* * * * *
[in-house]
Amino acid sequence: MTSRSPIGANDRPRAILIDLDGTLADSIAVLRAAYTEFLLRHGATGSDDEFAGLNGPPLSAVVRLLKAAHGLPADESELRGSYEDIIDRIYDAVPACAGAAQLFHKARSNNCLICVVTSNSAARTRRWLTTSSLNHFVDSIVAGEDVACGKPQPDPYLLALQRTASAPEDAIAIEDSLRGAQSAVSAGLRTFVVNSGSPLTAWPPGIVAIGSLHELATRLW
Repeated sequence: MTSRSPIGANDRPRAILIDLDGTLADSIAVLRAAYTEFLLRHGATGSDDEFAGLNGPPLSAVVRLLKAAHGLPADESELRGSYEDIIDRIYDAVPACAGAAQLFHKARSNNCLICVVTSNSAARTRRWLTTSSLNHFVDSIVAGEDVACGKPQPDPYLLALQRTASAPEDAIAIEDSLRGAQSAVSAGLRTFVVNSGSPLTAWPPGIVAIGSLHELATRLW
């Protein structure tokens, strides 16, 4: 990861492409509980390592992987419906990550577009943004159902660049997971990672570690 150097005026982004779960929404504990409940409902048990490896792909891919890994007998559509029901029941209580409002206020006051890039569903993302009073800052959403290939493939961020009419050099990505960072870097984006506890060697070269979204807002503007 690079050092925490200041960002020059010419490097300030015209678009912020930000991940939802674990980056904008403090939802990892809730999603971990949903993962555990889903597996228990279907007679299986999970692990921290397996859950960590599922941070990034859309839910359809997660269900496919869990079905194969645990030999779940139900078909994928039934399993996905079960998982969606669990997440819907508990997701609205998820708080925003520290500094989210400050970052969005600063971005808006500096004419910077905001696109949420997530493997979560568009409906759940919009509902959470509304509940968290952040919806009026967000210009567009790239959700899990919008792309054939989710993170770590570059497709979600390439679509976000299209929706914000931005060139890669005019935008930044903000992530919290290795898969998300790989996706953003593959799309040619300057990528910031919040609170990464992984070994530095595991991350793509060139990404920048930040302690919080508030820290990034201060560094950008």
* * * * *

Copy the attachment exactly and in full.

[in-house]
Amino acid sequence: MTSRSPIGANDRPRAILIDLDGTLADSIAVLRAAYTEFLLRHGATGSDDEFAGLNGPPLSAVVRLLKAAHGLPADESELRGSYEDIIDRIYDAVPACAGAAQLFHKARSNNCLICVVTSNSAARTRRWLTTSSLNHFVDSIVAGEDVACGKPQPDPYLLALQRTASAPEDAIAIEDSLRGAQSAVSAGLRTFVVNSGSPLTAWPPGIVAIGSLHELATRLW
Repeated sequence: MTSRSPIGANDRPRAILIDLDGTLADSIAVLRAAYTEFLLRHGATGSDDEFAGLNGPPLSAVVRLLKAAHGLPADESELRGSYEDIIDRIYDAVPACAGAAQLFHKARSNNCLICVVTSNSAARTRRWLTTSSLNHFVDSIVAGEDVACGKPQPDPYLLALQRTASAPEDAIAIEDSLRGAQSAVSAGLRTFVVNSGSPLTAWPPGIVAIGSLHELATRLW
């Protein structure tokens, strides 16, 4: 990861492409509980390592992987419906990550577009943004159902660049997971990672570690 150097005026982004779960929404504990409940409902048990490896792909891919890994007998559509029901029941209580409002206020006051890039569903993302009073800052959403290939493939961020009419050099990505960072870097984006506890060697070269979204807002503007 690079050092925490200041960002020059010419490097300030015209678009912020930000991940939802674990980056904008403090939802990892809730999603971990949903993962555990889903597996228990279907007679299986999970692990921290397996859950960590599922941070990034859309839910359809997660269900496919869990079905194969645990030999779940139900078909994928039934399993996905079960998982969606669990997440819907508990997701609205998820708080925003520290500094989210400050970052969005600063971005808006500096004419910077905001696109949420997530493997979560568009409906759940919009509902959470509304509940968290952040919806009026967000210009567009790239959700899990919008792309054939989710993170770590570059497709979600390439679509976000299209929706914000931005060139890669005019935008930044903000992530919290290795898969998300790989996706953003593959799309040619300057990528910031919040609170990464992984070994530095595991991350793509060139990404920048930040302690919080508030820290990034201060560094950008």